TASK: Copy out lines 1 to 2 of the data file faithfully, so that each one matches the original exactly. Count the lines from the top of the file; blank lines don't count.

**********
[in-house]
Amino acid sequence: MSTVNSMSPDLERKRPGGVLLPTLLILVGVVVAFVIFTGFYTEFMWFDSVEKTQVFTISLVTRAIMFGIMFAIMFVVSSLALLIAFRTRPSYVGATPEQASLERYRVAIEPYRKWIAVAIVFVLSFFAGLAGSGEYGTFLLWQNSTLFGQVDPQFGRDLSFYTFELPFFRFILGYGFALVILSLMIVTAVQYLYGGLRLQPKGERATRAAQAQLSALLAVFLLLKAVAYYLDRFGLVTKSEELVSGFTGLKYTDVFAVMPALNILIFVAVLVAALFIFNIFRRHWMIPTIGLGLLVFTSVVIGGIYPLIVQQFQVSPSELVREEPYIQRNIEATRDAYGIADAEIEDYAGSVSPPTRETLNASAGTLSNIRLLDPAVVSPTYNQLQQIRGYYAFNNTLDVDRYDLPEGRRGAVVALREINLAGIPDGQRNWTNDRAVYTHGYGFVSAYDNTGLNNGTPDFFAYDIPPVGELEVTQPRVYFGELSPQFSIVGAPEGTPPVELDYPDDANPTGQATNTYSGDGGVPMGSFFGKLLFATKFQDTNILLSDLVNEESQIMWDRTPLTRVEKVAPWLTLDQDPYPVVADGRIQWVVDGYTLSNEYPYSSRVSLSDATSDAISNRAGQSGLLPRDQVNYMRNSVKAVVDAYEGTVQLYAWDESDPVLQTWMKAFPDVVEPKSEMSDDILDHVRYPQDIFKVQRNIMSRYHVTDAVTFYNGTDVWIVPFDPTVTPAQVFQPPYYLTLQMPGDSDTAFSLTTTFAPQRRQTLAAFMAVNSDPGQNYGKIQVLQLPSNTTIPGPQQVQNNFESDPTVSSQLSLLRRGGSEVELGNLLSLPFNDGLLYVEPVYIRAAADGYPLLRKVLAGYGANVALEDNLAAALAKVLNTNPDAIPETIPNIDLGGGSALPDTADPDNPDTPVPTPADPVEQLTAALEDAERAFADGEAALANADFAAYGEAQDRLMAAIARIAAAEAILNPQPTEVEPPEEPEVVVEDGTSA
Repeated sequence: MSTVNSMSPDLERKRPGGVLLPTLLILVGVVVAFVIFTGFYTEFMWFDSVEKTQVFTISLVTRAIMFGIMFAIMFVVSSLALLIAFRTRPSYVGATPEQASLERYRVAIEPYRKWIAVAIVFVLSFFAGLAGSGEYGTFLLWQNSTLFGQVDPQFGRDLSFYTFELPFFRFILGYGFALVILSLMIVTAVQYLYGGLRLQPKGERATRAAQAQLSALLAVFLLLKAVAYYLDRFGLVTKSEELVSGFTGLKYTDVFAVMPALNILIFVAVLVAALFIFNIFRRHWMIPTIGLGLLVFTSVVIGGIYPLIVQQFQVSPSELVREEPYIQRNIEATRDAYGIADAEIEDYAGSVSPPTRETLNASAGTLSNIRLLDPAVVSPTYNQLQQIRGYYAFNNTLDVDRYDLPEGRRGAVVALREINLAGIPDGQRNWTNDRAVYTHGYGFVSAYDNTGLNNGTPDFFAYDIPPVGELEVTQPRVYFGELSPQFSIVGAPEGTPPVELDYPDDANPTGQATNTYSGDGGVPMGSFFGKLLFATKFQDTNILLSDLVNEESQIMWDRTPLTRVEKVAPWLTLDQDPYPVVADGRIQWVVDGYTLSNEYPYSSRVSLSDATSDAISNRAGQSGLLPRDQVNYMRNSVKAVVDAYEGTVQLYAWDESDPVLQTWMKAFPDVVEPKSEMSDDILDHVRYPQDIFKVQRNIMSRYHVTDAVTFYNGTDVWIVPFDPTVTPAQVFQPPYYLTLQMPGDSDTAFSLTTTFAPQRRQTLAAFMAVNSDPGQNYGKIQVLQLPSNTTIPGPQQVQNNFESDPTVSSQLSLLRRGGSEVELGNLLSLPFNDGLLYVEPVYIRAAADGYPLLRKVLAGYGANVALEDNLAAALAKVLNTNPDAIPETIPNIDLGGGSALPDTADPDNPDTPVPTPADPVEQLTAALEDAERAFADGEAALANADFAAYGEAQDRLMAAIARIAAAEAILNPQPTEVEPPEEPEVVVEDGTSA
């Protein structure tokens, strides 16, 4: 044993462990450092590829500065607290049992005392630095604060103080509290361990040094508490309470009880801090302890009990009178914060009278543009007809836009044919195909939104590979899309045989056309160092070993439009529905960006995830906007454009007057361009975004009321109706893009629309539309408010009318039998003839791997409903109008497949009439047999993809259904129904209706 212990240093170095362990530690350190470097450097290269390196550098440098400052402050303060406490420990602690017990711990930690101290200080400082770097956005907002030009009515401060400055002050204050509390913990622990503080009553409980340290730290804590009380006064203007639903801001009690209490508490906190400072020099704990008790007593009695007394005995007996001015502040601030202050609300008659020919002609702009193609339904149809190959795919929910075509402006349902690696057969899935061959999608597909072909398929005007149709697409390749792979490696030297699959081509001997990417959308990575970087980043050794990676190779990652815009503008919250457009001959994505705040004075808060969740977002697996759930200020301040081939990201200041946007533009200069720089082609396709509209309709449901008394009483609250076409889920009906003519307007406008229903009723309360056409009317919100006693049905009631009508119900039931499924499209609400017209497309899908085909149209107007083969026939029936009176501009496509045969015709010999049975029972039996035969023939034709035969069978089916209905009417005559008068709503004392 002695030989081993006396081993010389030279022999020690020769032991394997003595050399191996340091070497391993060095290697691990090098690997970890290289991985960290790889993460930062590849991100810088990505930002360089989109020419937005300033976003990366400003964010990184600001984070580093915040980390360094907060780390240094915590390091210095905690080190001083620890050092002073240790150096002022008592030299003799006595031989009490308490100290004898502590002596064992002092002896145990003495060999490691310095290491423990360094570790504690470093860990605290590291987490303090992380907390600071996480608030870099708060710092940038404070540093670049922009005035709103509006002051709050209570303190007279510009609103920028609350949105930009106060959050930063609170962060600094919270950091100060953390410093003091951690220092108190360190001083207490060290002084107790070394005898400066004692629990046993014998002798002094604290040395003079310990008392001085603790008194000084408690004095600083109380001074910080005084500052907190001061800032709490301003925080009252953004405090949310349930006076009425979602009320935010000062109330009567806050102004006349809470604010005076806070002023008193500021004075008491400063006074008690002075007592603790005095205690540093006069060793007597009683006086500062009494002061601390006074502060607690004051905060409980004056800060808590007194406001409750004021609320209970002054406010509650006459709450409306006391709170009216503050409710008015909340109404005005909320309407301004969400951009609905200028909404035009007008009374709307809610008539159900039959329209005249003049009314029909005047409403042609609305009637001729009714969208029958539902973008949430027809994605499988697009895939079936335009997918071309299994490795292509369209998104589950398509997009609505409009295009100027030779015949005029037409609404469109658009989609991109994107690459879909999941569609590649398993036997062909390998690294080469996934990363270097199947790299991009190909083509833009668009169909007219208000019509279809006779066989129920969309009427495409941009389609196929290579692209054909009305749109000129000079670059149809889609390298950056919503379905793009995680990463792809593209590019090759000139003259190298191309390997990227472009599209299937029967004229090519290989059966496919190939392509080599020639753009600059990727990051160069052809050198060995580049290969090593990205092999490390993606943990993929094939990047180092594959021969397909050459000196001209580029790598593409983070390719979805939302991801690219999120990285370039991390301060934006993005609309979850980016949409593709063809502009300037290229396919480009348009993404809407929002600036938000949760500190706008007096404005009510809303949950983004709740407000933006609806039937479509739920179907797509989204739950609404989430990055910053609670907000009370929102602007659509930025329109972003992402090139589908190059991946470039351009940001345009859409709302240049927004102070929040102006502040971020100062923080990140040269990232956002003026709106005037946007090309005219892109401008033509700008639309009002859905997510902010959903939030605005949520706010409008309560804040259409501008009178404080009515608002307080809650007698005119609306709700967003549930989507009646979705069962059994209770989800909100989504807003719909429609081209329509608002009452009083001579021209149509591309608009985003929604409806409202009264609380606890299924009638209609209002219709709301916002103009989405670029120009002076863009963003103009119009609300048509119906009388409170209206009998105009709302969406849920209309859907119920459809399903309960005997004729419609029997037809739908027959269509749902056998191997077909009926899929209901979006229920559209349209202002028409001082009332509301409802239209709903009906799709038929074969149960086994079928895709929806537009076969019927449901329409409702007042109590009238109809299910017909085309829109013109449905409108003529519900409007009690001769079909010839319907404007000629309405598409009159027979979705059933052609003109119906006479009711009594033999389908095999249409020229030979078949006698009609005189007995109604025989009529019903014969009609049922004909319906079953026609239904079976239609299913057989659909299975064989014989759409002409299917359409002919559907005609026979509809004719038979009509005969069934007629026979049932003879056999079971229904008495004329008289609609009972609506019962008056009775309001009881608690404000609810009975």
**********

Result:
[in-house]
Amino acid sequence: MSTVNSMSPDLERKRPGGVLLPTLLILVGVVVAFVIFTGFYTEFMWFDSVEKTQVFTISLVTRAIMFGIMFAIMFVVSSLALLIAFRTRPSYVGATPEQASLERYRVAIEPYRKWIAVAIVFVLSFFAGLAGSGEYGTFLLWQNSTLFGQVDPQFGRDLSFYTFELPFFRFILGYGFALVILSLMIVTAVQYLYGGLRLQPKGERATRAAQAQLSALLAVFLLLKAVAYYLDRFGLVTKSEELVSGFTGLKYTDVFAVMPALNILIFVAVLVAALFIFNIFRRHWMIPTIGLGLLVFTSVVIGGIYPLIVQQFQVSPSELVREEPYIQRNIEATRDAYGIADAEIEDYAGSVSPPTRETLNASAGTLSNIRLLDPAVVSPTYNQLQQIRGYYAFNNTLDVDRYDLPEGRRGAVVALREINLAGIPDGQRNWTNDRAVYTHGYGFVSAYDNTGLNNGTPDFFAYDIPPVGELEVTQPRVYFGELSPQFSIVGAPEGTPPVELDYPDDANPTGQATNTYSGDGGVPMGSFFGKLLFATKFQDTNILLSDLVNEESQIMWDRTPLTRVEKVAPWLTLDQDPYPVVADGRIQWVVDGYTLSNEYPYSSRVSLSDATSDAISNRAGQSGLLPRDQVNYMRNSVKAVVDAYEGTVQLYAWDESDPVLQTWMKAFPDVVEPKSEMSDDILDHVRYPQDIFKVQRNIMSRYHVTDAVTFYNGTDVWIVPFDPTVTPAQVFQPPYYLTLQMPGDSDTAFSLTTTFAPQRRQTLAAFMAVNSDPGQNYGKIQVLQLPSNTTIPGPQQVQNNFESDPTVSSQLSLLRRGGSEVELGNLLSLPFNDGLLYVEPVYIRAAADGYPLLRKVLAGYGANVALEDNLAAALAKVLNTNPDAIPETIPNIDLGGGSALPDTADPDNPDTPVPTPADPVEQLTAALEDAERAFADGEAALANADFAAYGEAQDRLMAAIARIAAAEAILNPQPTEVEPPEEPEVVVEDGTSA